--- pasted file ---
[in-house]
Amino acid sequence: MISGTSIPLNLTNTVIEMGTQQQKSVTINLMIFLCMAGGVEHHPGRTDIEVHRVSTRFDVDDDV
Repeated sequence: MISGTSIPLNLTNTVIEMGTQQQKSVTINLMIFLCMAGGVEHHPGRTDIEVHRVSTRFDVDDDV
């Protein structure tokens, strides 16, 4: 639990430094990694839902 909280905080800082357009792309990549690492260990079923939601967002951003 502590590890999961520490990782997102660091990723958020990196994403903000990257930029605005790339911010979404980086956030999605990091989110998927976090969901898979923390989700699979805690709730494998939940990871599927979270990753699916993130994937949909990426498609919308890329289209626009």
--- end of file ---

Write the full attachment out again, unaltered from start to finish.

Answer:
[in-house]
Amino acid sequence: MISGTSIPLNLTNTVIEMGTQQQKSVTINLMIFLCMAGGVEHHPGRTDIEVHRVSTRFDVDDDV
Repeated sequence: MISGTSIPLNLTNTVIEMGTQQQKSVTINLMIFLCMAGGVEHHPGRTDIEVHRVSTRFDVDDDV
């Protein structure tokens, strides 16, 4: 639990430094990694839902 909280905080800082357009792309990549690492260990079923939601967002951003 502590590890999961520490990782997102660091990723958020990196994403903000990257930029605005790339911010979404980086956030999605990091989110998927976090969901898979923390989700699979805690709730494998939940990871599927979270990753699916993130994937949909990426498609919308890329289209626009």